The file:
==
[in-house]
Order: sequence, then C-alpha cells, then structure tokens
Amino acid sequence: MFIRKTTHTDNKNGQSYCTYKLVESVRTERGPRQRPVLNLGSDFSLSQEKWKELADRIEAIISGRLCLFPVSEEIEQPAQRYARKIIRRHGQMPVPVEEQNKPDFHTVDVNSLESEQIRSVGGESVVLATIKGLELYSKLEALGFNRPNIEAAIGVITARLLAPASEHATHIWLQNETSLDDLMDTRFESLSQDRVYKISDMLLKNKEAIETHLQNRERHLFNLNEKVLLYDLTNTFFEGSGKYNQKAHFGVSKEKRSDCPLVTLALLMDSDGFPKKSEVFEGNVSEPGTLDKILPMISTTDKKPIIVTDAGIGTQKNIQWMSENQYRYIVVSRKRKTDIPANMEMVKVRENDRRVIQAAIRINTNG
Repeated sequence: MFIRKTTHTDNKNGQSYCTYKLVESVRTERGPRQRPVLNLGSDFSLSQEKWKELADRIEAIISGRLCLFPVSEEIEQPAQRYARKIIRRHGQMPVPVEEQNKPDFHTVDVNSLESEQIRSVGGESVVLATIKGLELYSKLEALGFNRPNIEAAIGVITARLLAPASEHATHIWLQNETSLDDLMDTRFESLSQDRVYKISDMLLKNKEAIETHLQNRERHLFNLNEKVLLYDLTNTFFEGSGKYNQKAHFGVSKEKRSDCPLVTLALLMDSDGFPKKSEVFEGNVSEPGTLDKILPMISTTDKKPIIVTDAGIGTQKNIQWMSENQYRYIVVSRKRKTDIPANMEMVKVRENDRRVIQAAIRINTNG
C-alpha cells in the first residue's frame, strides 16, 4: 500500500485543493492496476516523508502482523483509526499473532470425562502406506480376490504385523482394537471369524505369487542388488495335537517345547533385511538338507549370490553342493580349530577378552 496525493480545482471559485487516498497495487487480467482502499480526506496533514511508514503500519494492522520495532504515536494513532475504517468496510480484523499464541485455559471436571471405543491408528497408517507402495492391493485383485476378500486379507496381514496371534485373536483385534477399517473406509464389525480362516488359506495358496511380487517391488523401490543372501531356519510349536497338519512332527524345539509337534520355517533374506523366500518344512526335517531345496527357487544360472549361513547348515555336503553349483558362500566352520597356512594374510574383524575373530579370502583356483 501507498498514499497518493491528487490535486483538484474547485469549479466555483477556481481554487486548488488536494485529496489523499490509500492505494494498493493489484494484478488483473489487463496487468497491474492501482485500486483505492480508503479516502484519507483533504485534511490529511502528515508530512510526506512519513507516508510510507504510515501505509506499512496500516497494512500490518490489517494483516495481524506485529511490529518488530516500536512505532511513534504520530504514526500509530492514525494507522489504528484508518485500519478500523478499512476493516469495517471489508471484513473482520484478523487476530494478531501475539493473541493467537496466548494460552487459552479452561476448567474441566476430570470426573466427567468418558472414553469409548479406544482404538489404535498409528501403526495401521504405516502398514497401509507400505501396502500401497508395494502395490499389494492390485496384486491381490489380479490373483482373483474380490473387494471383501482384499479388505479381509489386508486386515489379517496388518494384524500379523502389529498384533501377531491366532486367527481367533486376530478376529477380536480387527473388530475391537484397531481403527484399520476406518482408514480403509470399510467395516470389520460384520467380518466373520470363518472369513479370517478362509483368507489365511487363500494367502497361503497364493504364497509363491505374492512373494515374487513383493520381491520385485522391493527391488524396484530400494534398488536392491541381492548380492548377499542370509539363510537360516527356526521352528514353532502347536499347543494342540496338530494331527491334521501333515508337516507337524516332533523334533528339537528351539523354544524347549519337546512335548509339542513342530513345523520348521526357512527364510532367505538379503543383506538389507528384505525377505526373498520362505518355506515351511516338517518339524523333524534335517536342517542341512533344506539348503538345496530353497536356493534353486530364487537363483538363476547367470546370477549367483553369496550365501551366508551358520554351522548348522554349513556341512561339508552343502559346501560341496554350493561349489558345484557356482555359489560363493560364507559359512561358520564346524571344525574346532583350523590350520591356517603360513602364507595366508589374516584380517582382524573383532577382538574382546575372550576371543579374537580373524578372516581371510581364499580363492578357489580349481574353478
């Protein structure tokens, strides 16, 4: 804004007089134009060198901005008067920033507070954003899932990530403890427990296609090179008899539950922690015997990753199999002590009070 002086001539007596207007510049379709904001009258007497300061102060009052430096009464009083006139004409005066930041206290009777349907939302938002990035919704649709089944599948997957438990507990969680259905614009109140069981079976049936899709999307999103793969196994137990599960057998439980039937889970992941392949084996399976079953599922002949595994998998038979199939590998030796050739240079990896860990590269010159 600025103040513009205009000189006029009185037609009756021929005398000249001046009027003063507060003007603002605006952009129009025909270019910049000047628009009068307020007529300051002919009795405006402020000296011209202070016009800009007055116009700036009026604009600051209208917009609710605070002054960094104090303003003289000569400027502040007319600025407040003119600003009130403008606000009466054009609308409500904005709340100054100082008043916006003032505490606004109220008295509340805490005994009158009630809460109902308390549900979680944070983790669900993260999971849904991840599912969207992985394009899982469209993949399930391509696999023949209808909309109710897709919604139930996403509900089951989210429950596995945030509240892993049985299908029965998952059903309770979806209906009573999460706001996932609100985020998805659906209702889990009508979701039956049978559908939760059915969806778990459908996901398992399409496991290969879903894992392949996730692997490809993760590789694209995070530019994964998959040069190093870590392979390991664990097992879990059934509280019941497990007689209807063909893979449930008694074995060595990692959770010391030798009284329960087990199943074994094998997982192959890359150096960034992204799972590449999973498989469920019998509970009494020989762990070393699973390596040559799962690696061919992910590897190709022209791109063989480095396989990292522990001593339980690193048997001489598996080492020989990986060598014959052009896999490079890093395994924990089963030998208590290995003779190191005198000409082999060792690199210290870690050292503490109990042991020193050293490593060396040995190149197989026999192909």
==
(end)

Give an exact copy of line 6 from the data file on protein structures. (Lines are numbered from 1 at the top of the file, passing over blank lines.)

């Protein structure tokens, strides 16, 4: 804004007089134009060198901005008067920033507070954003899932990530403890427990296609090179008899539950922690015997990753199999002590009070 002086001539007596207007510049379709904001009258007497300061102060009052430096009464009083006139004409005066930041206290009777349907939302938002990035919704649709089944599948997957438990507990969680259905614009109140069981079976049936899709999307999103793969196994137990599960057998439980039937889970992941392949084996399976079953599922002949595994998998038979199939590998030796050739240079990896860990590269010159 600025103040513009205009000189006029009185037609009756021929005398000249001046009027003063507060003007603002605006952009129009025909270019910049000047628009009068307020007529300051002919009795405006402020000296011209202070016009800009007055116009700036009026604009600051209208917009609710605070002054960094104090303003003289000569400027502040007319600025407040003119600003009130403008606000009466054009609308409500904005709340100054100082008043916006003032505490606004109220008295509340805490005994009158009630809460109902308390549900979680944070983790669900993260999971849904991840599912969207992985394009899982469209993949399930391509696999023949209808909309109710897709919604139930996403509900089951989210429950596995945030509240892993049985299908029965998952059903309770979806209906009573999460706001996932609100985020998805659906209702889990009508979701039956049978559908939760059915969806778990459908996901398992399409496991290969879903894992392949996730692997490809993760590789694209995070530019994964998959040069190093870590392979390991664990097992879990059934509280019941497990007689209807063909893979449930008694074995060595990692959770010391030798009284329960087990199943074994094998997982192959890359150096960034992204799972590449999973498989469920019998509970009494020989762990070393699973390596040559799962690696061919992910590897190709022209791109063989480095396989990292522990001593339980690193048997001489598996080492020989990986060598014959052009896999490079890093395994924990089963030998208590290995003779190191005198000409082999060792690199210290870690050292503490109990042991020193050293490593060396040995190149197989026999192909």